LiveBIG Staff, January 11, 2016

You can find lots of interesting things at the bottoms of lakes. Shipwrecks. Lost towns and cities. A physical record of climate patterns over several previous millennia.

That last one especially interests Sheri Fritz, a professor at the University of Nebraska?s School of Biological Sciences. Fritz has spent more than three decades studying global climate patterns - she actually started her research in this area while pursuing her doctorate at the University of Minnesota in the mid-1980s.

Fritz (center) in Greenland with colleagues.
Fritz (center) in Greenland with colleagues.

That work, which involves studying lakes, takes her from icebergs in Greenland to the foothills of the Andes. Why lakes? Because their geographic partitioning makes them uniquely well-suited to physical preserving a record of environmental changes over time.

?A lake is like a collecting basin,? Fritz explained. ?Organisms live and die. Particles in the air settle in. All of that settles in a lake in a layer-cake fashion.?

Most of the time, gathering data for study involves taking a pipe and pushing it into the mud on the lake bottom, then pulling that up. The layered deposits of soil show, for example, when the surrounding area had inordinate amounts of drought or flooding. And more broadly, that information can help scientists determine the answers to important questions to questions about climate patterns over time.

Fritz gathers research data.
Fritz gathers research data.

?What was the environmental and climatic impact on biodiversity?? Fritz said of questions her work attempts to answer. ?To what extent are current climate conditions anomalous, and to what extent are people involved??

That second one is somewhat politically charged, but Fritz said all the science indicates modern human civilization is affecting climate to some extent. She cites not only her own research as proof of that, but also points to studies performed by scientists around the world. The data shows there?s been a ?hockey stick? upswing in temperatures throughout the Northern Hemisphere in just a few decades.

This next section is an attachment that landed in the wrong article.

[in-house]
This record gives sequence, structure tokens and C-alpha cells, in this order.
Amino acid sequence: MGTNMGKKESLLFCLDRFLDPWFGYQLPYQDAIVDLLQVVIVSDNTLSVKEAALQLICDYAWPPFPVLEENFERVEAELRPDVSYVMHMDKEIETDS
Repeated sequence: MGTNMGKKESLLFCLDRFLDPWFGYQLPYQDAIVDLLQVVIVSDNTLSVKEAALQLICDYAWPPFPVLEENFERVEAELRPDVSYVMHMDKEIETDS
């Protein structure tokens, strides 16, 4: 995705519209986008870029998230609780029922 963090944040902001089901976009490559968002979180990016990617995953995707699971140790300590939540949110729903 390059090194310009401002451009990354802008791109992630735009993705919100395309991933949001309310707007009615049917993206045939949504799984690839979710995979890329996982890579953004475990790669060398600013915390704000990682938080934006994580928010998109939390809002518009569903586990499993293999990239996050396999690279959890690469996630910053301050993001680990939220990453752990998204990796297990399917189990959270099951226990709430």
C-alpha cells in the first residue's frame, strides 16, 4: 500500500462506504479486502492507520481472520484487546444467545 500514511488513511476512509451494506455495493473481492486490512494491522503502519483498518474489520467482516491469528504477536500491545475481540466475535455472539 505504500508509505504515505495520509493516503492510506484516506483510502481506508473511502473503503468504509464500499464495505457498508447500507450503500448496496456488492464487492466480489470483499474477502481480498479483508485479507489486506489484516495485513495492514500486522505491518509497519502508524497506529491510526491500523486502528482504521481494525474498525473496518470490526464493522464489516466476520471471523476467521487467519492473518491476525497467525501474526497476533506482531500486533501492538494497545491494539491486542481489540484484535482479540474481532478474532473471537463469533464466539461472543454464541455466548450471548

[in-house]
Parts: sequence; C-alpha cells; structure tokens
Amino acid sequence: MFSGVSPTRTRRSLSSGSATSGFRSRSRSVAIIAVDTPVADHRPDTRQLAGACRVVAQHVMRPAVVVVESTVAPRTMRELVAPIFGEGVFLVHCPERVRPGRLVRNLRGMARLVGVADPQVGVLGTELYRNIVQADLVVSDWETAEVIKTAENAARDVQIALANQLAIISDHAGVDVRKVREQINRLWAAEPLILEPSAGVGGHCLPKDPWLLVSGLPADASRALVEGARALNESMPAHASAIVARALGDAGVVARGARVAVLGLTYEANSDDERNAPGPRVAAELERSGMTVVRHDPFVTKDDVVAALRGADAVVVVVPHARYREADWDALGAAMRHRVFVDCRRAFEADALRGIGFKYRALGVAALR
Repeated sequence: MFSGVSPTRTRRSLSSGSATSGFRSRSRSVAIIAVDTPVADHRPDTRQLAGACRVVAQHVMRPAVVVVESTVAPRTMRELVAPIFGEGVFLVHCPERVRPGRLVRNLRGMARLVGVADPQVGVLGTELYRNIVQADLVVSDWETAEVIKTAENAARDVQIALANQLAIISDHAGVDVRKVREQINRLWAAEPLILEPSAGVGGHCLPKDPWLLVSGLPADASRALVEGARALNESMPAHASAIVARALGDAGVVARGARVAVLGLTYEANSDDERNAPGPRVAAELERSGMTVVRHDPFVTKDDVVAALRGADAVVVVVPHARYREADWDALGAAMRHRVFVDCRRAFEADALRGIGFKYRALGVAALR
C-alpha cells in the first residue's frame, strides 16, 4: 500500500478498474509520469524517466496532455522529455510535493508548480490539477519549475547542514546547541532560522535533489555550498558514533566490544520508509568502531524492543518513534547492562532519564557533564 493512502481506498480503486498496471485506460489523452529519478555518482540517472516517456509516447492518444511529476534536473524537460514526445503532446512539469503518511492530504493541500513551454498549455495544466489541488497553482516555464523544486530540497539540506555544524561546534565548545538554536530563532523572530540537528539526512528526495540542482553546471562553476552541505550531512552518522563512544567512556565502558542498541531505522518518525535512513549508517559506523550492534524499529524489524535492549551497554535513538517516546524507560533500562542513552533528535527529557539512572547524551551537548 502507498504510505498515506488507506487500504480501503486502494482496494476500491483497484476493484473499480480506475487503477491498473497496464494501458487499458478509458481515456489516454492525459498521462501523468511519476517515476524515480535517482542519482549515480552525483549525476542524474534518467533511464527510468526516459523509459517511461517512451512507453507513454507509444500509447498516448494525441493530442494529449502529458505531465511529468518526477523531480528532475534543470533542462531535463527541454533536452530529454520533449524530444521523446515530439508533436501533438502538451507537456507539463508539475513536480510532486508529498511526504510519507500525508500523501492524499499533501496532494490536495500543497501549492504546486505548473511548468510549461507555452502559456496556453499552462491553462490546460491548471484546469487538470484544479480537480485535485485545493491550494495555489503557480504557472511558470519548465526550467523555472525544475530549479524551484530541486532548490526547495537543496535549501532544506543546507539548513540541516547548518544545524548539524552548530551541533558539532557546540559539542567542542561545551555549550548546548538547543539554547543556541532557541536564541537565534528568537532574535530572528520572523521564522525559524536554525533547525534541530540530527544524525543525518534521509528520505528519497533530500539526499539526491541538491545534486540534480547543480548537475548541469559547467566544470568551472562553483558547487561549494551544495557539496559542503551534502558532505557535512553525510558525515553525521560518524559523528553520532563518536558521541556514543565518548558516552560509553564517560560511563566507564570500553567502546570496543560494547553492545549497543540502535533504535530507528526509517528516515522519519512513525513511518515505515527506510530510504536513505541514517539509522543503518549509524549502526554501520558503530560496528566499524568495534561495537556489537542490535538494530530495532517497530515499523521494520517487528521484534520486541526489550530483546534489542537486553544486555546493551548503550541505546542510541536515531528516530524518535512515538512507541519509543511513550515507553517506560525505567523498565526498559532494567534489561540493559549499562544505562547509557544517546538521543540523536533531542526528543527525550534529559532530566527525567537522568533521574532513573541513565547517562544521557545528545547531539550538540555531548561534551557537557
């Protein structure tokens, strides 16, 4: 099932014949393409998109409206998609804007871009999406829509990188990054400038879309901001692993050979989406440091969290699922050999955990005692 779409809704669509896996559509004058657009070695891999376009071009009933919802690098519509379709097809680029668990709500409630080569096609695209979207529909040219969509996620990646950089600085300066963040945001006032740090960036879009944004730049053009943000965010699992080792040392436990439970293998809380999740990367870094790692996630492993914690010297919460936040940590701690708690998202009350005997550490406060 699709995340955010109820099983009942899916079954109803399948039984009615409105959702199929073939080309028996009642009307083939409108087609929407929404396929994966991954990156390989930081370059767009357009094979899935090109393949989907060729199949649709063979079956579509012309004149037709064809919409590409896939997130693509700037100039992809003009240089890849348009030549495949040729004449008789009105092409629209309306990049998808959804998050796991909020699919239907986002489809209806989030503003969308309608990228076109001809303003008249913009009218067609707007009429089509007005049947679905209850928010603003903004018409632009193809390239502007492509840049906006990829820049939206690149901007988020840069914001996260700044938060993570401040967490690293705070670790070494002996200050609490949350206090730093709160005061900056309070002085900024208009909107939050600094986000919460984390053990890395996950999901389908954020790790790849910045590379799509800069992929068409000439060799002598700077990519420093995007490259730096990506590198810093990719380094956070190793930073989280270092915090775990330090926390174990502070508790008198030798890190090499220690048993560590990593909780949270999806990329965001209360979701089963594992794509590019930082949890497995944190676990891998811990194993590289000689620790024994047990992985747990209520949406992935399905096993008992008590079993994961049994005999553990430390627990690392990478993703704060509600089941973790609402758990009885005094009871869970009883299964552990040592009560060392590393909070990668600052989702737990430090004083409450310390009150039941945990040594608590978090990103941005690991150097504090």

Fritz sees a great deal of other work in areas related to climate change due to her involvement with PAGES, an international organization founded 25 years ago by two visionary scientists from the U.S. and Switzerland, respectively. Membership includes scientists around the world, who share research and ideas about how much Earth?s climate is shifting, how quickly and why that?s happening.

?The members aim to synthesize information, see where the holes are, and fill those gaps in,? she said.

Fritz was recently named co-chair (along with a Swiss counterpart) of PAGES? Science Steering Committee. In that role, she?ll not only help members? research efforts, but also help the organization in its objective of becoming more relevant in the public sphere.

?We?re trying to increase our activities to be more policy-relevant,? Fritz explained. ?Governments are pushing scientists to be more active in policy and relevant to society.?

[btn-post-package]She said the University of Nebraska supports her work in a number of ways, from funding her lab to providing her with a flexible schedule that allows her to do field work and participate in PAGES.

?To UNL?s credit, they?re very supportive of my being active [in PAGES],? Fritz said. ?They?re fully supportive of faculty being engaged at an international level.?

By Brian Summerfield